Open the bag of beans. Throw away the seasoning packet. Or bury it in the yard. Just don’t use it.
Place beans in a colander and rinse thoroughly.
In the morning, drain the beans and return them to the pot. Add one quart of water along with the chicken broth and ham hocks. Bring the pot to a boil, then reduce the heat and simmer (uncovered) for about 3 hours.
After simmering, remove the ham hocks. Add the cubed ham or sausage.
Just before adding to the pot, chop the onions, celery and carrots. Crush or mince the garlic. Add them all to the pot, along with everything else except the greens, lemon juice and green onions.
Let the pot simmer for at least another 30 minutes. An hour is better, because this is when all the ingredients are going to get to know each other and get happy. And it’s really important that everything is happy.
About fifteen minutes before serving, add the greens (remove big stems and roughly chop them first).
Just before you’re ready to serve up some bowls of Super Goodness, add the lemon juice and remove the bay leaves.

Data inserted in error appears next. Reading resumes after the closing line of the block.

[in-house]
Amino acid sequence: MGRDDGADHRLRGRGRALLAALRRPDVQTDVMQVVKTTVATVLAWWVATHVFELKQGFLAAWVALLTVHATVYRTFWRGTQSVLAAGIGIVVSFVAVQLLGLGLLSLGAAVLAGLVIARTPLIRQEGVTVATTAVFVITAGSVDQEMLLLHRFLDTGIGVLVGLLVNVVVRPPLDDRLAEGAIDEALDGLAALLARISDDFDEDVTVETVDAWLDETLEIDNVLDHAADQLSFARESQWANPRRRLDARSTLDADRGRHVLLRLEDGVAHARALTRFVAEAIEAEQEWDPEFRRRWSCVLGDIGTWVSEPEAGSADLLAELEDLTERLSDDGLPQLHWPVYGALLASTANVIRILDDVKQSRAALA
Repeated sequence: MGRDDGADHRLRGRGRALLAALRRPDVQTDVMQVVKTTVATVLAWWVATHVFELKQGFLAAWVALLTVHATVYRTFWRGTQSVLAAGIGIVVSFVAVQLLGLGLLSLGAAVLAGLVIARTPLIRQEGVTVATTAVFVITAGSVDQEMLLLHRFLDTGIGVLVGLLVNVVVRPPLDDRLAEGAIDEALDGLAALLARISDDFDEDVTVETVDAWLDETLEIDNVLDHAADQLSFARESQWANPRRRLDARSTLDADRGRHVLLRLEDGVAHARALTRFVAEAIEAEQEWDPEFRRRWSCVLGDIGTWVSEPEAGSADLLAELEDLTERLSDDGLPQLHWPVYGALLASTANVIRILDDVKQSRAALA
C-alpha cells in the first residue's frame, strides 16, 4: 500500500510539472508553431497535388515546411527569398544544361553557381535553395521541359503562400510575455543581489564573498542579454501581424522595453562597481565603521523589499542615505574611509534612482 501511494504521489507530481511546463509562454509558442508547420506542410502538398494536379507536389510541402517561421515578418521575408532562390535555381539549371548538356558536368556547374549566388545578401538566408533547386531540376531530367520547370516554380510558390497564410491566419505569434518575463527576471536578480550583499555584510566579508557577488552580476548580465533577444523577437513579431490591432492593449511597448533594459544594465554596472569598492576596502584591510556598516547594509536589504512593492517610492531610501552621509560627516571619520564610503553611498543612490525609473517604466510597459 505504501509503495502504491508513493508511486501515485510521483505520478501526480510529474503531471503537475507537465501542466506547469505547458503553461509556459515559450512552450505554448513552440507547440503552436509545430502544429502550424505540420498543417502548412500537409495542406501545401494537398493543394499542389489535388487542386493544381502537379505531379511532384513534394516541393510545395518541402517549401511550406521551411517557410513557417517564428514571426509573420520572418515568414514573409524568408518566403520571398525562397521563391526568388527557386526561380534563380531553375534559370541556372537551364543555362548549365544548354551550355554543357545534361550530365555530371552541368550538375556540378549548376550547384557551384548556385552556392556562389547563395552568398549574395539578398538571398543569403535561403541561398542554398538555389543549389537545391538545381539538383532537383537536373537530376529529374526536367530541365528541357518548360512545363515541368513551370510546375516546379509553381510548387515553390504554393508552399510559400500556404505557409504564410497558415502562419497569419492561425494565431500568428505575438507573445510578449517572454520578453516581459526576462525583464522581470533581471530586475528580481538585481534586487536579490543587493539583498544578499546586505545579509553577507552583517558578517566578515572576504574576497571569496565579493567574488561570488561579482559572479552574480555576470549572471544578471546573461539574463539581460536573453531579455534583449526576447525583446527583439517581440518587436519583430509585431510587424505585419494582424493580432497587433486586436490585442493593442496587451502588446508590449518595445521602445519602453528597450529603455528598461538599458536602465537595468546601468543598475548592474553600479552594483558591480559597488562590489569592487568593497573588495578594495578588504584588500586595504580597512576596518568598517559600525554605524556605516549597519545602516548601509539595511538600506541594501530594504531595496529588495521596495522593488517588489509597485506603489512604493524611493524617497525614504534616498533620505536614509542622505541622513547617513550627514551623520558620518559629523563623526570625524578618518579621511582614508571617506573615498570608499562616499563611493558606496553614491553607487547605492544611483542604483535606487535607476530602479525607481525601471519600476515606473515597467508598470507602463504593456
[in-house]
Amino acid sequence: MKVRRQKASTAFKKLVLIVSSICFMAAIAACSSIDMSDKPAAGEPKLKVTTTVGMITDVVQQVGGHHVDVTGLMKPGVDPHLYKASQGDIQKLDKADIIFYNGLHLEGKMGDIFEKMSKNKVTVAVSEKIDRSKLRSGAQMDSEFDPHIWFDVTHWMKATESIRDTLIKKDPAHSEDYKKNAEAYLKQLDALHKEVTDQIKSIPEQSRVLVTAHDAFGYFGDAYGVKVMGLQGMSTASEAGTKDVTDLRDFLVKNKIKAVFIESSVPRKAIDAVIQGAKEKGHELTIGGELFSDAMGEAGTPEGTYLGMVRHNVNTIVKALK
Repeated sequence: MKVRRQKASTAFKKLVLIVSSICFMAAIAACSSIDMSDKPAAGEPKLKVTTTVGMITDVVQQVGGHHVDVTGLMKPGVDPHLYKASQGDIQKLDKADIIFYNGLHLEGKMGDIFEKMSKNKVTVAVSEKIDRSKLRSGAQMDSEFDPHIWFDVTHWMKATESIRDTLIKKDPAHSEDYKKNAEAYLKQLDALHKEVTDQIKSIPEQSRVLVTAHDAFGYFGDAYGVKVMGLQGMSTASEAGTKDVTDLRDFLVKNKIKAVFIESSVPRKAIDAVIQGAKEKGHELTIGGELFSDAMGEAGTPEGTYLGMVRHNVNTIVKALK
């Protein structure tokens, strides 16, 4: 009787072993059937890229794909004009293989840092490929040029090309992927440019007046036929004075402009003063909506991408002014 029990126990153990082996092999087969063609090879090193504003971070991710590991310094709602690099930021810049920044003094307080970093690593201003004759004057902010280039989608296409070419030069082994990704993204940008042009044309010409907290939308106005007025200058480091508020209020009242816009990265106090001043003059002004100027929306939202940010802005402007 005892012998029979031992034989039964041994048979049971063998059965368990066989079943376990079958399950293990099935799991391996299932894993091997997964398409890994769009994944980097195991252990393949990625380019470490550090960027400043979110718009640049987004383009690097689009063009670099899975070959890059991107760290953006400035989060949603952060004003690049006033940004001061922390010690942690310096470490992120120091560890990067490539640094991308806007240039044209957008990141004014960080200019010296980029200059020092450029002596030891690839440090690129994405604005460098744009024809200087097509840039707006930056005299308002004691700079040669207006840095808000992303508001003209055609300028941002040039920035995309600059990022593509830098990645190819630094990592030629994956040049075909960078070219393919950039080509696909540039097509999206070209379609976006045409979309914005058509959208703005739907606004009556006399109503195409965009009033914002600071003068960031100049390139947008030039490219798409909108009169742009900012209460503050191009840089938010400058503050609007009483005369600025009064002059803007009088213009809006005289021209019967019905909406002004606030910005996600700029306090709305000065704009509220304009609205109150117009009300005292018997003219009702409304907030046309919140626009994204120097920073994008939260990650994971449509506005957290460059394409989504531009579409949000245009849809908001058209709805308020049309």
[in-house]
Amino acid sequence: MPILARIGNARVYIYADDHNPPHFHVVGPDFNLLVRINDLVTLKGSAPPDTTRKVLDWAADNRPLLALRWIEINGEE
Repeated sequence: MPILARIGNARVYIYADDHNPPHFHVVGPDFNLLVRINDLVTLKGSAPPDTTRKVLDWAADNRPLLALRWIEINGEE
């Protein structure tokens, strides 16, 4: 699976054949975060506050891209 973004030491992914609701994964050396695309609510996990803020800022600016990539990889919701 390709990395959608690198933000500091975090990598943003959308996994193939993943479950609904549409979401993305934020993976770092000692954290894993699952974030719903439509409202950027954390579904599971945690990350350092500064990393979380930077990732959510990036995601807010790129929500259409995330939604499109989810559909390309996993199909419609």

Garnish each bowl with a few spring onions, if desired. You can also offer lemon wedges for those who want even more sparkle in their bowl.
One of the most popular versions of this soup is Hurst’s® HamBeens. Their bag of beans includes the following varieties: Northern, Pinto, Large Lima, Blackeye, Garbanzo, Baby Lima, Green Split, Kidney, Cranberry, Small White, Pink, Small Red, Yellow Split, Lentil, Navy, White Kidney, and Black beans. They’re the standard by which all others are measured and, in my opinion, fall short. But still throw away the spice packet.